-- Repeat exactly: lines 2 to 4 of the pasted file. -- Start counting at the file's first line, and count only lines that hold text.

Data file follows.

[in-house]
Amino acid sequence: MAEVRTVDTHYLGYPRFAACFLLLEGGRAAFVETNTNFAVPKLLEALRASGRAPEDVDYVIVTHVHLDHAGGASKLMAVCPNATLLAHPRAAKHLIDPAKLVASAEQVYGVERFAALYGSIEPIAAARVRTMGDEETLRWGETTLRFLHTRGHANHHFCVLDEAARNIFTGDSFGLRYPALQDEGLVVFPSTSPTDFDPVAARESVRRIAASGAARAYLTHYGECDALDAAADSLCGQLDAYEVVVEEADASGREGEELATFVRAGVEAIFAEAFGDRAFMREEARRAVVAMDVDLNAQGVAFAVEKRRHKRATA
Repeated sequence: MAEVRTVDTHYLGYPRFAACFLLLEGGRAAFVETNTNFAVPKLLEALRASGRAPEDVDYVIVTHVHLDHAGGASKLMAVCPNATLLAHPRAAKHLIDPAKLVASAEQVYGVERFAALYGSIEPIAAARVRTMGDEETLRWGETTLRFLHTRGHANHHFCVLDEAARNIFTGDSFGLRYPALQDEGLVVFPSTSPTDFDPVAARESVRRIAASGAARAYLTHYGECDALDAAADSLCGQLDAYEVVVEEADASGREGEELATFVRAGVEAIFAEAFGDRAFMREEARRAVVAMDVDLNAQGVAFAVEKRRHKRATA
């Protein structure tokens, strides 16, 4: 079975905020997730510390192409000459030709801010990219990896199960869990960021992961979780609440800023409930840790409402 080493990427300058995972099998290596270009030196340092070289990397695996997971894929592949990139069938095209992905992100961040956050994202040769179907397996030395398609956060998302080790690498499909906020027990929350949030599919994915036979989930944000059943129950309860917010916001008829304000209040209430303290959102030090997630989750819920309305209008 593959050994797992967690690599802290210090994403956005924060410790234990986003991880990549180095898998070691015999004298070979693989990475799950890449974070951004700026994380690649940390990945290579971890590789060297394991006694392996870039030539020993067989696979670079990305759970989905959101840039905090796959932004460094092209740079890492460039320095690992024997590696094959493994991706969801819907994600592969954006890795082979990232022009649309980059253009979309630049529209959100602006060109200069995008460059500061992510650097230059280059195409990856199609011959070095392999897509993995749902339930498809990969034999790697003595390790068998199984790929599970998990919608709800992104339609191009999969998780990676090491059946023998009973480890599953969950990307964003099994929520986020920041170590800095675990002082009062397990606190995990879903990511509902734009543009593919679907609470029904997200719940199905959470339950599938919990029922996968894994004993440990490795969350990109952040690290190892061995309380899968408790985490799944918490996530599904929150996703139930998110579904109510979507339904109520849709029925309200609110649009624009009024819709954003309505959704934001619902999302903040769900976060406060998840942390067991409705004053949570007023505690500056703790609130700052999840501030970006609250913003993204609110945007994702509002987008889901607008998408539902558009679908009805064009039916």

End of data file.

Amino acid sequence: MAEVRTVDTHYLGYPRFAACFLLLEGGRAAFVETNTNFAVPKLLEALRASGRAPEDVDYVIVTHVHLDHAGGASKLMAVCPNATLLAHPRAAKHLIDPAKLVASAEQVYGVERFAALYGSIEPIAAARVRTMGDEETLRWGETTLRFLHTRGHANHHFCVLDEAARNIFTGDSFGLRYPALQDEGLVVFPSTSPTDFDPVAARESVRRIAASGAARAYLTHYGECDALDAAADSLCGQLDAYEVVVEEADASGREGEELATFVRAGVEAIFAEAFGDRAFMREEARRAVVAMDVDLNAQGVAFAVEKRRHKRATA
Repeated sequence: MAEVRTVDTHYLGYPRFAACFLLLEGGRAAFVETNTNFAVPKLLEALRASGRAPEDVDYVIVTHVHLDHAGGASKLMAVCPNATLLAHPRAAKHLIDPAKLVASAEQVYGVERFAALYGSIEPIAAARVRTMGDEETLRWGETTLRFLHTRGHANHHFCVLDEAARNIFTGDSFGLRYPALQDEGLVVFPSTSPTDFDPVAARESVRRIAASGAARAYLTHYGECDALDAAADSLCGQLDAYEVVVEEADASGREGEELATFVRAGVEAIFAEAFGDRAFMREEARRAVVAMDVDLNAQGVAFAVEKRRHKRATA
């Protein structure tokens, strides 16, 4: 079975905020997730510390192409000459030709801010990219990896199960869990960021992961979780609440800023409930840790409402 080493990427300058995972099998290596270009030196340092070289990397695996997971894929592949990139069938095209992905992100961040956050994202040769179907397996030395398609956060998302080790690498499909906020027990929350949030599919994915036979989930944000059943129950309860917010916001008829304000209040209430303290959102030090997630989750819920309305209008 593959050994797992967690690599802290210090994403956005924060410790234990986003991880990549180095898998070691015999004298070979693989990475799950890449974070951004700026994380690649940390990945290579971890590789060297394991006694392996870039030539020993067989696979670079990305759970989905959101840039905090796959932004460094092209740079890492460039320095690992024997590696094959493994991706969801819907994600592969954006890795082979990232022009649309980059253009979309630049529209959100602006060109200069995008460059500061992510650097230059280059195409990856199609011959070095392999897509993995749902339930498809990969034999790697003595390790068998199984790929599970998990919608709800992104339609191009999969998780990676090491059946023998009973480890599953969950990307964003099994929520986020920041170590800095675990002082009062397990606190995990879903990511509902734009543009593919679907609470029904997200719940199905959470339950599938919990029922996968894994004993440990490795969350990109952040690290190892061995309380899968408790985490799944918490996530599904929150996703139930998110579904109510979507339904109520849709029925309200609110649009624009009024819709954003309505959704934001619902999302903040769900976060406060998840942390067991409705004053949570007023505690500056703790609130700052999840501030970006609250913003993204609110945007994702509002987008889901607008998408539902558009679908009805064009039916």